The Chicago Tribune, in examining more than 67,000 criminal charges between 2012 and 2016, discovered that although bonds demanded by judges in Cook County have doubled for violent crime, the suspects are being freed twice as fast. Wrote the Tribune on Friday:
Since 2012, the median amount of bond set by Cook County judges for people charged with felony gun crimes has doubled – from $25,000 to $50,000.
But over the same time period, the average number of days a defendant spends in jail before posting bond for a gun charge has fallen by more than half, from 42 to 18 days, according to the Tribune analysis.
This is counterintuitive. Higher bonds should keep suspected criminals in jail longer, keeping them off the streets longer, which should reduce crime. But as nearly every observer knows, last year violent crime in Chicago set ghastly records in the number of people being shot and killed.
The Tribune tried to explain it away by referring indirectly to the “Ferguson effect”: “The Chicago Police Department is making fewer gun arrests.… The number of arrests dropped by nearly 9 percent” from 2012 through 2016. This is ascribed to officer reluctance to stop a citizen observed to be engaging in certain behaviors, and a consequent drop in the number of “stop and frisks” as a result. This drop in police proactivity has created a vacuum that the criminal element has been only too happy to fill: lower enforcement leading to more criminal behavior.
The Tribune says that because there are fewer arrests of gang members, the higher bonds aren’t a deterrent. With fewer demands on the gangs’ cash flow, bonding out suspects more quickly is the result. The Tribune describes it this way:
Gang leaders who control drug profits have fewer demands on their money because fewer of their foot soldiers are being locked up thanks to less interference from police in the drug trade.
Part of the “less interference” by the police, as stated above, the “revolving” door police officers are experiencing: A suspect is arrested by an officer at increasingly greater risk of bodily injury or death to the oficer, with the officer learning later that the suspect is back on the street, having been bonded out by his gang. This is hardly encouraging to the officer.
Chicago Police Superintendent Eddie Johnson sees what is happening:
A lot of the shootings occur by repeat gun offenders, which are with the gangs. So when those guys get picked up, for whatever reason, who do you think the gangs are going to bail out first? They bail out the shooters because they are the most valuable pieces to that gang organization….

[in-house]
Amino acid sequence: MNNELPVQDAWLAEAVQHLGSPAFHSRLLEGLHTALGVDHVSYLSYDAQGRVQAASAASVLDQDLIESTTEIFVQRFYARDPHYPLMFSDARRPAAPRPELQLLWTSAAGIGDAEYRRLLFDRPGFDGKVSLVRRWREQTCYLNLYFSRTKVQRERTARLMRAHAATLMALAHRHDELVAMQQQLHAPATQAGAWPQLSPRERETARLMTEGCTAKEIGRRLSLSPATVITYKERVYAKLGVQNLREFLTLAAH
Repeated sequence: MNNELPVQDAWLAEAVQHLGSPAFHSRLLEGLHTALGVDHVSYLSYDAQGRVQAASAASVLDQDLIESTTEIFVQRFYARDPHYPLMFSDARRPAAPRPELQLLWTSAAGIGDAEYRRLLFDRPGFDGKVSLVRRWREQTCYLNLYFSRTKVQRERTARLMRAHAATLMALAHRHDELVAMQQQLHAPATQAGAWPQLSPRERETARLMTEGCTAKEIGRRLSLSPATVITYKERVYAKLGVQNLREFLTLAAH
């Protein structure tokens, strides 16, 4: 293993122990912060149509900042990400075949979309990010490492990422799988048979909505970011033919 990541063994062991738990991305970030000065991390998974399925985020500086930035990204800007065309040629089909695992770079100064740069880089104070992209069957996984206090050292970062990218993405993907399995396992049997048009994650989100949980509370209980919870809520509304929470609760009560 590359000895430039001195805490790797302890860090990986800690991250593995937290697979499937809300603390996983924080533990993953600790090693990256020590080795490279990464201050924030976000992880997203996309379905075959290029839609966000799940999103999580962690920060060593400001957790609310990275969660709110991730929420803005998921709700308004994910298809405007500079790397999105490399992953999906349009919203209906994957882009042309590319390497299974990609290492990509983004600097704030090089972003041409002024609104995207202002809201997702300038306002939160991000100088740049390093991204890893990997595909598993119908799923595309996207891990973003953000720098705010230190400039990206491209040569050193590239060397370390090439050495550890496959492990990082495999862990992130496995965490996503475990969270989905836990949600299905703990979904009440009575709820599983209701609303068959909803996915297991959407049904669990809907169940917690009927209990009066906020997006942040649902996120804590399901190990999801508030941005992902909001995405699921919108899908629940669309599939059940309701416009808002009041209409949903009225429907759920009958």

So what we see is just an unbelievable cycle of CPD arresting these guys, and then … the judicial system spits them right back out, only to be dealt with … again.
There’s another factor that the Tribune failed to cover: the ACLU agreement that is interfering with and slowing down legitimate police work. Although the details of that agreement struck with the CPD in 2015 aren’t public, one can surmise from reviewing the ACLU’s March 2015 study “Stop and Frisk in Chicago.” Its bias is evident in the study’s second paragraph. It is addressed not to the CPD but to the very criminals the CPD is facing down every day:
Under the U.S. Supreme Court decision in Terry v. Ohio … officers are allowed to stop you if the officer has reasonable suspicion that you have been, are, or are about to be engaged in criminal activity. Once you are stopped, if an officer has reasonable suspicion that you are dangerous and have a weapon, the officer can frisk you, including ordering you to put your hands on a wall or car, and running his or her hands over your body.
This experience is often invasive, humiliating and disturbing.
And just how does the ACLU suggest that this experience be limited? By limiting the officers:
In order to restore community trust, the City should make the following policy choices:
Collect data on frisks and make it public….
Collect data on all stops and make it public….
Require officers to issue a receipt.
The data thus collected can be not only perused by the public but also can be used to rate officers’ performance. What officer is likely to welcome such an intrusion during a stop or a stop and frisk that could turn ugly instantly? Especially if he knows that if he makes an arrest, the suspect will be shortly be back on the street?
Here’s the cycle that all but guarantees that gun violence in Chicago is going to escalate: Suspect observed, officer judges behavior to be potentially dangerous, a stop and frisk is initiated, leading to an arrest. The suspect appears before a judge who sets bond at $50,000. The suspect is bonded out in a couple of weeks and is back on the street.
In the meantime the officer must, thanks to the ACLU agreement with his department, record every detail of the incident, subjecting himself and his performance to public review and comment as well as providing potential cause for sanction or perhaps even dismissal from the force. Within weeks he observes the suspect back out on the street. Wash, rinse, repeat.
What is interesting is that, prior to August 7, 2015, when the CPD agreed to the limits demanded by the ACLU, the annual murder rate in Chicago averaged 458 over the previous six years. In 2016, the first full year following the implementation of that agreement, the murder total in Chicago jumped to 762, an increase of 66 percent.